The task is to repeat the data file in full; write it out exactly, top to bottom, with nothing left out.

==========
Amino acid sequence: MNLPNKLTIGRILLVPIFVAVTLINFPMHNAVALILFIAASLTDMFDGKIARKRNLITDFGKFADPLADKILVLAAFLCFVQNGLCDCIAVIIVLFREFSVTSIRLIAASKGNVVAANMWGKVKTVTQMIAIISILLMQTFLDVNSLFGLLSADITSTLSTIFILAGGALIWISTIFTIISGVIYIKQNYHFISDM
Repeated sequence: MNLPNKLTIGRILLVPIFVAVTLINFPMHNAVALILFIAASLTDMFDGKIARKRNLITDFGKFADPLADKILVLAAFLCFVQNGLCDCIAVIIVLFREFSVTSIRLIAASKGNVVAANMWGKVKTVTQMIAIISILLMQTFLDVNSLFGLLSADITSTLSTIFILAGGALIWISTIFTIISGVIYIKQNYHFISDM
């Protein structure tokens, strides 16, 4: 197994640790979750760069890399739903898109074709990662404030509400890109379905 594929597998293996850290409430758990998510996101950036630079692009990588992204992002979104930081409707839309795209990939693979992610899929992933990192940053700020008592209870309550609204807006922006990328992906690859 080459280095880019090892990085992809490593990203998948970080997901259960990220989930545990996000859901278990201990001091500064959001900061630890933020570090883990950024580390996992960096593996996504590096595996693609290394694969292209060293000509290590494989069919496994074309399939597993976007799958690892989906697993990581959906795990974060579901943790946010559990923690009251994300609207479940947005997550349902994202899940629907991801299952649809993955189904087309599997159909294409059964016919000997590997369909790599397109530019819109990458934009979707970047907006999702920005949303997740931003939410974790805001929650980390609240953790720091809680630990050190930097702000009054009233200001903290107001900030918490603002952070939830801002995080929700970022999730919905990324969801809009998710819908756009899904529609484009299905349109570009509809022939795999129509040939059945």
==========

Amino acid sequence: MNLPNKLTIGRILLVPIFVAVTLINFPMHNAVALILFIAASLTDMFDGKIARKRNLITDFGKFADPLADKILVLAAFLCFVQNGLCDCIAVIIVLFREFSVTSIRLIAASKGNVVAANMWGKVKTVTQMIAIISILLMQTFLDVNSLFGLLSADITSTLSTIFILAGGALIWISTIFTIISGVIYIKQNYHFISDM
Repeated sequence: MNLPNKLTIGRILLVPIFVAVTLINFPMHNAVALILFIAASLTDMFDGKIARKRNLITDFGKFADPLADKILVLAAFLCFVQNGLCDCIAVIIVLFREFSVTSIRLIAASKGNVVAANMWGKVKTVTQMIAIISILLMQTFLDVNSLFGLLSADITSTLSTIFILAGGALIWISTIFTIISGVIYIKQNYHFISDM
């Protein structure tokens, strides 16, 4: 197994640790979750760069890399739903898109074709990662404030509400890109379905 594929597998293996850290409430758990998510996101950036630079692009990588992204992002979104930081409707839309795209990939693979992610899929992933990192940053700020008592209870309550609204807006922006990328992906690859 080459280095880019090892990085992809490593990203998948970080997901259960990220989930545990996000859901278990201990001091500064959001900061630890933020570090883990950024580390996992960096593996996504590096595996693609290394694969292209060293000509290590494989069919496994074309399939597993976007799958690892989906697993990581959906795990974060579901943790946010559990923690009251994300609207479940947005997550349902994202899940629907991801299952649809993955189904087309599997159909294409059964016919000997590997369909790599397109530019819109990458934009979707970047907006999702920005949303997740931003939410974790805001929650980390609240953790720091809680630990050190930097702000009054009233200001903290107001900030918490603002952070939830801002995080929700970022999730919905990324969801809009998710819908756009899904529609484009299905349109570009509809022939795999129509040939059945």